San Diego's Parrot Painter ID'd

The anonymous Renaissance painter known as Master of the Parrot, named for a Madonna and Child in the San Diego Museum of Art (above), has been identified as Cornelis Bazelaere. That signature appears on a similar painting that was recently auctioned in Paris. Bazelaere is listed as a master in the Antwerp guild in 1523, confirming that this "Antwerp Mannerist" was indeed from that city.

The unsigned San Diego painting was a gift of reclusive sisters Amy and Anne Putnam, in their day the most discerning collectors of European art on the West Coast.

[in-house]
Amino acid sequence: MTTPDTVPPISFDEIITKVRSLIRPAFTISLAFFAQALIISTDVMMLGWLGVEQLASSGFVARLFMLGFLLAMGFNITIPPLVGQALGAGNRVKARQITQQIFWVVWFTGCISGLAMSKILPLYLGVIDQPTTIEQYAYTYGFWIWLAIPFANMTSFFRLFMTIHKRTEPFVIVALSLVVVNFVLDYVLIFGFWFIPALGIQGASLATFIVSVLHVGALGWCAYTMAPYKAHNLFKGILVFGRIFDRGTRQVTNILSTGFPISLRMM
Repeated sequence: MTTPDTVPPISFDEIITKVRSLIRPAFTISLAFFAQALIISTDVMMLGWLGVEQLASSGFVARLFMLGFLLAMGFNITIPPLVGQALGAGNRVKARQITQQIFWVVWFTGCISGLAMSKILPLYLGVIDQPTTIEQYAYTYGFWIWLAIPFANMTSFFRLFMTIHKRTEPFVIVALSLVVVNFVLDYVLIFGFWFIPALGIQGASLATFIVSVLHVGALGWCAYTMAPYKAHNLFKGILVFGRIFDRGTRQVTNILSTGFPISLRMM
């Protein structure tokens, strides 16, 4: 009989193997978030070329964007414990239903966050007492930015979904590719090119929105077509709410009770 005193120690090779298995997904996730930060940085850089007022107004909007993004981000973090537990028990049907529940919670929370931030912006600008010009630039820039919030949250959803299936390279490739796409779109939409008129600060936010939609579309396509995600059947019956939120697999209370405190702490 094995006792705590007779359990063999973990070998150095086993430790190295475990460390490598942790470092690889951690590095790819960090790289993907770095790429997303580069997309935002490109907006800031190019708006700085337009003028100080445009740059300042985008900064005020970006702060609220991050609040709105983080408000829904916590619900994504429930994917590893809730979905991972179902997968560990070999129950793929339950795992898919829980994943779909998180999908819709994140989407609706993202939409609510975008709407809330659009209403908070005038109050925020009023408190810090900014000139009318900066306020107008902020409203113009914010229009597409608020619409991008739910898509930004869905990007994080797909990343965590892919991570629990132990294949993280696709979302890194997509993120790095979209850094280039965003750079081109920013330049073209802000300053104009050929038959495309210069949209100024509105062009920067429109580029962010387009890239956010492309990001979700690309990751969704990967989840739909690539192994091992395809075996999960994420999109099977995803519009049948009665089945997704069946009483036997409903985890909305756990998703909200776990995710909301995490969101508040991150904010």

Why a parrot? Bazelaere included parrots in a number of paintings, but he wasn't the first. There's a parrot in Jan van Eyck's Virgin and Child with Canon Joris van der Paele (1434-36; detail below), which must be 90 years earlier. The San Diego parrot is the same green and red-necked species and is posed similarly.  Scholars theorize that van Eyck used the parrot as a symbol of Mary's virginity, the Immaculate Conception, or (appropriately for a talking bird) the Word. In the Renaissance parrots' vocalizations were heard as "Ave," as in "Ave Maria."


Zack said…
I love these art history mysteries! Thanks